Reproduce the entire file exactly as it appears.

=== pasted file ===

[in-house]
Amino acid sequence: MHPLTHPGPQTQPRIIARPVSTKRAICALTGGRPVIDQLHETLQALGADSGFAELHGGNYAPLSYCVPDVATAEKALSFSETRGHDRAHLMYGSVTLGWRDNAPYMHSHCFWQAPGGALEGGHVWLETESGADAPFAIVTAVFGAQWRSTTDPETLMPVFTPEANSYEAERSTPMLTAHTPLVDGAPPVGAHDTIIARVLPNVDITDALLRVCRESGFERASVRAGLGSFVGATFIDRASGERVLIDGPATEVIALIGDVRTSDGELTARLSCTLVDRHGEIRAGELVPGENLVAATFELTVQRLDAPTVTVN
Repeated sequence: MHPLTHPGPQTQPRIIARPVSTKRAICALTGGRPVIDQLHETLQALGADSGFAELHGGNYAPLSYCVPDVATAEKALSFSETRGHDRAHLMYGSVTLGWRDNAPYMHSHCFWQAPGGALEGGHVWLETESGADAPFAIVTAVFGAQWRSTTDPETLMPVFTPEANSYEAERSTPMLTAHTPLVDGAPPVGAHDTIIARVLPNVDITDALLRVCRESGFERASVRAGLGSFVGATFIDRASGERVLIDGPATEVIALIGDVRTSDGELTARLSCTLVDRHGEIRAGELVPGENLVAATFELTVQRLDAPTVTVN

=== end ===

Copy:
[in-house]
Amino acid sequence: MHPLTHPGPQTQPRIIARPVSTKRAICALTGGRPVIDQLHETLQALGADSGFAELHGGNYAPLSYCVPDVATAEKALSFSETRGHDRAHLMYGSVTLGWRDNAPYMHSHCFWQAPGGALEGGHVWLETESGADAPFAIVTAVFGAQWRSTTDPETLMPVFTPEANSYEAERSTPMLTAHTPLVDGAPPVGAHDTIIARVLPNVDITDALLRVCRESGFERASVRAGLGSFVGATFIDRASGERVLIDGPATEVIALIGDVRTSDGELTARLSCTLVDRHGEIRAGELVPGENLVAATFELTVQRLDAPTVTVN
Repeated sequence: MHPLTHPGPQTQPRIIARPVSTKRAICALTGGRPVIDQLHETLQALGADSGFAELHGGNYAPLSYCVPDVATAEKALSFSETRGHDRAHLMYGSVTLGWRDNAPYMHSHCFWQAPGGALEGGHVWLETESGADAPFAIVTAVFGAQWRSTTDPETLMPVFTPEANSYEAERSTPMLTAHTPLVDGAPPVGAHDTIIARVLPNVDITDALLRVCRESGFERASVRAGLGSFVGATFIDRASGERVLIDGPATEVIALIGDVRTSDGELTARLSCTLVDRHGEIRAGELVPGENLVAATFELTVQRLDAPTVTVN